Seeking refuge from school violence
“We didn’t think that day would be safe,” explains Chen. The students were marked absent. No new safety measures were added. One month later, Asian students were jumped in the ESOL classroom.
“If Chinese students don’t go to school, it’s a big problem—they don’t learn,” says Xu Lin, a Philadelphia Chinatown Development Corporation staffer who mentors Asian teens. “But it’s a bigger problem if they go to school and get beat up.”
Lin, 24, understands the situation. He and three immigrant friends were jumped by 15 kids outside Furness High School in 2001. Two of his friends were hospitalized as a result. It was Lin’s first day of school in America.
Similar stories vibrate throughout the city.
Chandaravuth Non, a 17-year old junior at Fels High School in Lawncrest, was waiting to catch the bus home last winter when he was surrounded by a pair of student thugs in front of the school. “I pulled my hoodie up,” says Non, a native-Cambodian who arrived here in 2007. “I want to avoid trouble.”
But one thug slugged him in the jaw.
“Mother fucker!” Non snapped in his thick accent. “What the fuck?”
The attacker and his friend laughed and then sprinted away. Non never got a good look at them.
“If I go to police, they (the attackers) know,” Non says. “They’ll beat my face.”
A few weeks later, Jeremayah Daniel, then a 14-year old freshman at Fels, was jumped by three students who bashed him on the back of his head. They continued punching him in the face, breaking his nose and causing a concussion.
“I don’t even know them or why they did it,” says Daniel, whose Christian family fled religious intolerance in Pakistan.
He was in the stairwell, exiting Fels at the end of the school day. Other students who walked by never offered to help. With blood pouring down his face and splattered all over his clothes, Daniel left the building, stopped only by a safety officer who asked if he wanted to see the nurse. No one called 911. No reports were taken by the school that day. No one from the school called afterward to learn about his condition. And no arrests were immediately made.
“He was so scared,” says Daniel’s mother, Khalida. “He didn’t want to go back.”
Daniel missed two weeks of school. Then he transferred to Washington High.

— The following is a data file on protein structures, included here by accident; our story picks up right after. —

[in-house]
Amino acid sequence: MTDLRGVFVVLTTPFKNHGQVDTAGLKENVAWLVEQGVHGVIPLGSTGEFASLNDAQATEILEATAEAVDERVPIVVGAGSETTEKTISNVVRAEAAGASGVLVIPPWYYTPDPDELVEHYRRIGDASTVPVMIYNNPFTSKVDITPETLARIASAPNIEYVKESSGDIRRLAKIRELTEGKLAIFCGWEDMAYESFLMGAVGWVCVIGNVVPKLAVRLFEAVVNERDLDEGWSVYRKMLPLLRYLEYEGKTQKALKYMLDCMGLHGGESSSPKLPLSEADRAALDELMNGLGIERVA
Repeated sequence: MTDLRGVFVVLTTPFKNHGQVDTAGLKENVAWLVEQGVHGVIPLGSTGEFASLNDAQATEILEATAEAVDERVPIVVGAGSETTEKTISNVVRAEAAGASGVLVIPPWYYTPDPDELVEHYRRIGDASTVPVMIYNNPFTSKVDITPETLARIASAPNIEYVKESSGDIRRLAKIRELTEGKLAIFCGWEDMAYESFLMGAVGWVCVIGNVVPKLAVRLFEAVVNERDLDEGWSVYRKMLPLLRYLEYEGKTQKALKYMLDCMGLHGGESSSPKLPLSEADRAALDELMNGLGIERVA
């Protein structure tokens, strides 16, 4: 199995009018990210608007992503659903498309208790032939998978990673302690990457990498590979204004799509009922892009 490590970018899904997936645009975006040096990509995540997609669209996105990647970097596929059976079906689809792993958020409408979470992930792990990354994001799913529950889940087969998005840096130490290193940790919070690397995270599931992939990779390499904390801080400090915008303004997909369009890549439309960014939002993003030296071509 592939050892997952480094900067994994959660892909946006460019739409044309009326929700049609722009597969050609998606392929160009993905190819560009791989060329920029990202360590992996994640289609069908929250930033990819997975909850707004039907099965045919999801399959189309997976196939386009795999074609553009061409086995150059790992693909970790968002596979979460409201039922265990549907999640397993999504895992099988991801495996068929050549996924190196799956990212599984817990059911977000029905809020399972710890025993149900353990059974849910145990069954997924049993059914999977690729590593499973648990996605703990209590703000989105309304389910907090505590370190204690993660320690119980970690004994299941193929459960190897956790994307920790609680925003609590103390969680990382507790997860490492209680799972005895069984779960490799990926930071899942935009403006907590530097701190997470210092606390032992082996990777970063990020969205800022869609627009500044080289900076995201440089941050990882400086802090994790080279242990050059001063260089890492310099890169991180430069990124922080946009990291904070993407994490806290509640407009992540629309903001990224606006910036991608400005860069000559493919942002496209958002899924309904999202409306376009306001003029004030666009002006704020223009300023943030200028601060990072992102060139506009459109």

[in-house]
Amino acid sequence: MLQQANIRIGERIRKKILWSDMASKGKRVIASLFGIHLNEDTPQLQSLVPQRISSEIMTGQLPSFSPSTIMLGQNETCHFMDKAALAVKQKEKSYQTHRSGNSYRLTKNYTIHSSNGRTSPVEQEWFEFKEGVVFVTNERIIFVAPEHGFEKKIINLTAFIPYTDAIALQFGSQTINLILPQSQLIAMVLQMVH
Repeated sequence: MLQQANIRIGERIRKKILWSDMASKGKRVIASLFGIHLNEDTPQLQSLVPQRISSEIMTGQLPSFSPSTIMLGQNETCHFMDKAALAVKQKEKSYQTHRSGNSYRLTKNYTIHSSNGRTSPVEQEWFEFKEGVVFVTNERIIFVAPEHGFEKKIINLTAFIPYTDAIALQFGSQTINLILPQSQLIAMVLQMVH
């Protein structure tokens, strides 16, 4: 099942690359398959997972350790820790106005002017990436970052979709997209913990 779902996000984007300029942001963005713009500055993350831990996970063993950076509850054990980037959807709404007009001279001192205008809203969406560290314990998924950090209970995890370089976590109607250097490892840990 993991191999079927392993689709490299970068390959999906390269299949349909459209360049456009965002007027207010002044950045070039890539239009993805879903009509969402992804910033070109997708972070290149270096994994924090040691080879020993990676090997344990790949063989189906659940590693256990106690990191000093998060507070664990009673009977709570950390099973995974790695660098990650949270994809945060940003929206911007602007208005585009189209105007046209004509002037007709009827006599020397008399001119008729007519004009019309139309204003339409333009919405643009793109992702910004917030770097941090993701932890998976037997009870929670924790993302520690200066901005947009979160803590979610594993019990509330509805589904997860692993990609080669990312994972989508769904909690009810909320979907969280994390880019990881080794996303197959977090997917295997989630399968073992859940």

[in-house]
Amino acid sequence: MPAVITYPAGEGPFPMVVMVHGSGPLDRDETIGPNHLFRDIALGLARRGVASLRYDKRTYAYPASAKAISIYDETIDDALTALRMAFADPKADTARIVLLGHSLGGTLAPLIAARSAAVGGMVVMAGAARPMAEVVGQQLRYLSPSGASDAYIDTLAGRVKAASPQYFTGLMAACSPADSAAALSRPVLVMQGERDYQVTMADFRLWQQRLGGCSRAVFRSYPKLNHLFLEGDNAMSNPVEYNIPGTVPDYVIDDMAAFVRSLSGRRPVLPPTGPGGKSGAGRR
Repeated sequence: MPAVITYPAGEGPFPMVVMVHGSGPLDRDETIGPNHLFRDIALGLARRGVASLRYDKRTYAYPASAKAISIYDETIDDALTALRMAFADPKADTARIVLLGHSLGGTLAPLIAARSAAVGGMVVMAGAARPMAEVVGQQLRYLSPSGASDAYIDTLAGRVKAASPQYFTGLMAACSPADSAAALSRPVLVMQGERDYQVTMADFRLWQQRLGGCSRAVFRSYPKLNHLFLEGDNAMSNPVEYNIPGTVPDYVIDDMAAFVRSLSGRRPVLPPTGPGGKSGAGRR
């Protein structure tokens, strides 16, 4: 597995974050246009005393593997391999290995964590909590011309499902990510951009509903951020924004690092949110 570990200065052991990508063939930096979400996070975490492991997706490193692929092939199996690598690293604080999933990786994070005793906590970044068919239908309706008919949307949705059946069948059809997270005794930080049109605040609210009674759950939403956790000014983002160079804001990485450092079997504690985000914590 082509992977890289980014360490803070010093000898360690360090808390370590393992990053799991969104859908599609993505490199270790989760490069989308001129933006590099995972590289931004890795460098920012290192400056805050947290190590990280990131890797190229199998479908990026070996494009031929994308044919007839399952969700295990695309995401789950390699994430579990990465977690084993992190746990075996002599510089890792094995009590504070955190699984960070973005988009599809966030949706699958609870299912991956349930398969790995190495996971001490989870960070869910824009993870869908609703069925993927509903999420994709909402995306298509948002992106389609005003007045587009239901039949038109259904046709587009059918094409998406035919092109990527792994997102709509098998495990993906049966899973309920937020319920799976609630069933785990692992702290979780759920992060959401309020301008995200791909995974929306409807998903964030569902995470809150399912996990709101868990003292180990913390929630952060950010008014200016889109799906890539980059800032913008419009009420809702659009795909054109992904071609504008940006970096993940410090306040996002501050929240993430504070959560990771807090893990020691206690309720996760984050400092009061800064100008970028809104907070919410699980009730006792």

His nose is still disfigured, and the bills for the struggling family without medical insurance have mounted.
“Enough is enough,” Eileen Coutts, Fels’ former assistant principal, remembers thinking when she learned about Daniel’s incident.
Coutts had been on medical leave while the violence escalated last school year. Upon her return, she scoured incident reports looking for connections.
“The pattern was that kids were being randomly targeted,” she says. “A person who would be perceived as unable to defend his or herself, such as a person whose first language is a foreign language or a person who is mentally challenged, they were randomly being jumped for no reason. It wasn’t to rob them or get revenge or a continuation of a neighborhood feud. It was just completely random.”
There were 86 assaults at Fels during the 2007-08 school year. Last year was even more violent, with 138 reported assaults, a 60 percent increase. While Asian students represent about 18 percent of the student population at Fels, which has been listed among the state’s “persistently dangerous schools” for the last seven consecutive years, administrators found they were being beat up and bullied at an alarming rate. Coutts says that many of the recent incidents involved two to five perpetrators, often attacking lone, immigrant students.
Seeking to squash the violence, an elite squad of seven rapid-response school police officers was assigned to Fels. Teachers began assisting with hall sweeps. Hoodies and cell phones were banned from inside the school. Then the administrators at Fels held an open forum. They invited parents, students and several Asian, African-American and Hispanic organizations to hear the stories directly from the victims’ mouths.
Asian students from South Philly High marched to school district headquarters Wednesday to protest recent violence at their school. PW's Joel Mathis was there to capture the scene.
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